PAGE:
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Thermal imaging technology is expanding so much that professionals have their pick of devices at a range of price points to make their jobs easier. Technology is getting cheaper and the devices are getting smaller. Here, Nathan James Van Gambling offers his view of the FLIR ONE Pro accessory that turns a smartphone into a useful and affordable diagnostic tool.
I was given the opportunity to review the FLIR ONE Pro, a thermal imaging device within the extensive range offered by FLIR. It fits to the underside of a smartphone by connecting to the charging port, and models exist for both Android and Apple devices.
It comes boxed in well-designed packaging rather like smartphones do. This is a shame, as oversized wrapping does not really fit with the key features of the heating industry: energy efficiency and protecting the environment.
An app is required to work the device, and a QR code is provided to aid the download. Admittedly, I did struggle to find the correct app but I am sure this is down to me being a novice with smartphones.
Interestingly, every time I used the device at a friend’s house they all suggested they would like to have one. So it does seem to have a certain appeal, even for non-professionals. But within the plumbing and heating industry, I think it could be a game changer.
Being able to take thermal images of radiators – the UK’s most common type of domestic heat emitter – I believe can have a beneficial impact for both the consumer, engineer and the environment.
Rather like the people trying to hide in the bushes from the helicopter’s thermal camera on one of those police programmes, presence of dirt in a heating system is now much more visible and able to be detected. And once effectively dealt with (e.g. performing a system cleanse) the camera can also ascertain whether cleaning has been successful. This is great for the customer and vastly different to what has sometimes taken place in the past.
Not just rogue sole traders, but companies with KPI’s and performance targets have been known to coerce their engineers to just connect a flush machine to the system and give the impression an adequate flush was being performed. I’m not suggesting this was common practice, but unfortunately it has been known to happen and probably still does. The FLIR ONE Pro camera, therefore, can provide before and after evidence that will verify the system is clean and reduce the occurrence of ‘pretend flushing’.
Of course there are other methods for proving system water cleanliness, but the uniquely visual representation that the FLIR ONE Pro offers is hugely beneficial to a customer and easy to comprehend. Because the FLIR ONE Pro connects to the smartphone, images can easily be uploaded within a report for the consumer and even used with databases such as the Home Works Register currently being developed by gas engineer Lee Fisher.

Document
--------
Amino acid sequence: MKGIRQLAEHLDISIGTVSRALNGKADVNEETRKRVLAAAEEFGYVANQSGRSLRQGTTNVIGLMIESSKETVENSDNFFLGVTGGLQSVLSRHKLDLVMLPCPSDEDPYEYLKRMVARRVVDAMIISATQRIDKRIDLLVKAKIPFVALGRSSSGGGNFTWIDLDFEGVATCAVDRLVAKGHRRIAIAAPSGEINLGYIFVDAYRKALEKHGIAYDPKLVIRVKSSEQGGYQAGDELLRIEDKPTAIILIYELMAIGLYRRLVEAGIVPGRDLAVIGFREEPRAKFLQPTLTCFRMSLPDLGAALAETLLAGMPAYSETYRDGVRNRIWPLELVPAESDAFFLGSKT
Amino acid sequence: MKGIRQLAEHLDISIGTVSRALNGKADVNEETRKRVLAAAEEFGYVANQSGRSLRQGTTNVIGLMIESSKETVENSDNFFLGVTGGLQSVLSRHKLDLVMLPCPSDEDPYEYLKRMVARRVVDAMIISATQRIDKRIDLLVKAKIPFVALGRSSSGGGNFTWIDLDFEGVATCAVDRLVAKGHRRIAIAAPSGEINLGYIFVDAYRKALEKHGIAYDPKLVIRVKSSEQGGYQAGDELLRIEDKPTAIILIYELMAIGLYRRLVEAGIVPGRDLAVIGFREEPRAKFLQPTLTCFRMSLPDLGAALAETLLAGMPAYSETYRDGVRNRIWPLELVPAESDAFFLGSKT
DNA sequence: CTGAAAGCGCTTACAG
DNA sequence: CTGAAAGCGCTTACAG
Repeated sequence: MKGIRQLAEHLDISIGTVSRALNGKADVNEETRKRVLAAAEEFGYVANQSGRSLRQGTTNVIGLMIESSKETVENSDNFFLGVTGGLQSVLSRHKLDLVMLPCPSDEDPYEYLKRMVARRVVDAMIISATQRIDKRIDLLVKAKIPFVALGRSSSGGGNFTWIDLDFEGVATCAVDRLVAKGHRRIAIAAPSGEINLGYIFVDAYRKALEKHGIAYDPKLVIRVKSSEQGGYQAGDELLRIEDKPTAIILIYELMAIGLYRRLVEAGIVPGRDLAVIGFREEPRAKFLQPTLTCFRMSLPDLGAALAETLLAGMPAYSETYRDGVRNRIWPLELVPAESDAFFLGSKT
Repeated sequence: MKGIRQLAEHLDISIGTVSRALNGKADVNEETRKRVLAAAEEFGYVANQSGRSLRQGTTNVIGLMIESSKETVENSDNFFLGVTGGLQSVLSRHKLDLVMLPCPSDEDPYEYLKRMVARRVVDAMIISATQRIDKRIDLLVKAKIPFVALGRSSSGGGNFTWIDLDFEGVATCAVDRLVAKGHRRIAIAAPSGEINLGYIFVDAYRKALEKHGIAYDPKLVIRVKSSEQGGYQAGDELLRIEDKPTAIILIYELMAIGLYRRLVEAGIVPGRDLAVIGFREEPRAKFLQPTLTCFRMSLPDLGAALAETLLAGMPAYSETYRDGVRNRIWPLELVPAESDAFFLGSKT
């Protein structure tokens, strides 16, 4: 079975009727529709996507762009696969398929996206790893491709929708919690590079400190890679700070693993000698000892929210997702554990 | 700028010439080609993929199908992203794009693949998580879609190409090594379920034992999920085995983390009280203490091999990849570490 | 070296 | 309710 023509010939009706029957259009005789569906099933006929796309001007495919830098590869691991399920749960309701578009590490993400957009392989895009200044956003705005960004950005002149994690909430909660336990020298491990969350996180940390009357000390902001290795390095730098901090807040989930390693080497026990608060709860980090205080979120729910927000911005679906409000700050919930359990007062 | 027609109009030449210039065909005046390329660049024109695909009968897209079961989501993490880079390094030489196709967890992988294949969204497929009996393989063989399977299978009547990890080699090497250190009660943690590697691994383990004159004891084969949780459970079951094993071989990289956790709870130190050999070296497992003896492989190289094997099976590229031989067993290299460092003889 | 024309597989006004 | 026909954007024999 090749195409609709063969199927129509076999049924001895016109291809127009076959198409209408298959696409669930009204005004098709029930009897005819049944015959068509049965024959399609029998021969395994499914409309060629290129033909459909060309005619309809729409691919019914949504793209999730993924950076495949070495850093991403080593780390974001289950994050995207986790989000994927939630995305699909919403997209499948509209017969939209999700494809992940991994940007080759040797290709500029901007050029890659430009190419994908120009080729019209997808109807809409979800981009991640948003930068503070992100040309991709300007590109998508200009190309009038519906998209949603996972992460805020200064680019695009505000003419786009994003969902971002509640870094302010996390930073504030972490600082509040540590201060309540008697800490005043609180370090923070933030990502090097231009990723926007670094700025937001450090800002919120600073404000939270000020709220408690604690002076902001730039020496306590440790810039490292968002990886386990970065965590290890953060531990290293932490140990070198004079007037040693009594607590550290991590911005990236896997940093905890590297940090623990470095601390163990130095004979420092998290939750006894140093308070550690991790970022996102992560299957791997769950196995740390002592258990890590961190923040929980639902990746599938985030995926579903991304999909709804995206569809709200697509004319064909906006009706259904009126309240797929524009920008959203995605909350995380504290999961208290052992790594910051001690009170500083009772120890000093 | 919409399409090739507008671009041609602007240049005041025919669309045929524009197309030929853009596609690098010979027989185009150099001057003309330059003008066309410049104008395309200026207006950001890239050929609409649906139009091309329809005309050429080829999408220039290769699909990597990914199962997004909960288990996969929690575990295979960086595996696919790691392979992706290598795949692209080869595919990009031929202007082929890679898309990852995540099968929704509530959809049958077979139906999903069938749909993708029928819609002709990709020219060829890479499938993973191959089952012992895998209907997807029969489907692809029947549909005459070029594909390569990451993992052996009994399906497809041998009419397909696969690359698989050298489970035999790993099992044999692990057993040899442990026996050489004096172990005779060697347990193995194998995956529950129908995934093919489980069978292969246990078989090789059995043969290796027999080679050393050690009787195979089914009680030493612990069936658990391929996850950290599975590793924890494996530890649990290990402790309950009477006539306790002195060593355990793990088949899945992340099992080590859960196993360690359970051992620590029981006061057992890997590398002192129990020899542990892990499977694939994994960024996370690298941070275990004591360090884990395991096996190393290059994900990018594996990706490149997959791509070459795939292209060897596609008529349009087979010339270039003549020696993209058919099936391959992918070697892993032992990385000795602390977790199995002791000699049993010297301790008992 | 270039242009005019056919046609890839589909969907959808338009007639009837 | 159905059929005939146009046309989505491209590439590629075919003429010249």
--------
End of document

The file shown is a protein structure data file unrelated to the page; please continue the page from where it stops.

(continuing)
The technology in this device is not new but it has become affordable for our industry. Engineers by their very nature like to take pride in their work and this device seems to be catching on in popularity, and like any good tool it has the ability to exemplify a certain professionalism. It also aids a customer’s understanding of their heating system when it’s explained to them on a walkabout during commission. Anything which helps an engineer achieve this tremendous task gets a thumbs up from me.
When I announced on social media that I had been asked to review this technology, it was met with some cynicism, and I was led to form the impression it was not wanted. This was not from engineers but different sections of the wider industry – possibly the same ones who still misinform engineers about corrosion.
To use an analogy for corrosion: If you kept chickens and were fed up of repeatedly finding dead birds each morning, your two best options are to get rid of your chickens or get rid of the fox. With the common form of corrosion which exists in UK heating systems, this equates to getting rid of your ferrous metal (e.g. pressed steel radiators) or getting rid of oxygen.
Swapping everyone’s rads to UFH is impractical, but instead of eliminating oxygen by sizing expansion vessels correctly (so consumers are not constantly topping up their system with fresh water, like manufacturers tell them to do) and using a deaeration device, industry still maintains one of the best options is to use magnetic filters. This is no different to employing someone to collect dead chickens to keep the coup tidy. It does not solve the problem of chickens being killed.
The FLIR ONE Pro camera solves a problem: customers and engineers can see radiators have been cleaned and any device or method which helps rebuild that trusting relationship between a customer and an engineer is certainly worthy of a shot.
The FLIR ONE Pro is a fantastic tool and reasonably priced. As mentioned above, the packaging needs to be changed and ideally the charger for this device could be the same size as the micro USB used to plug into my phone. Apart from that, however, I think many engineers will enjoy using it and benefit from not only its capabilities but from being able to help the consumer understand their system is working just that bit better.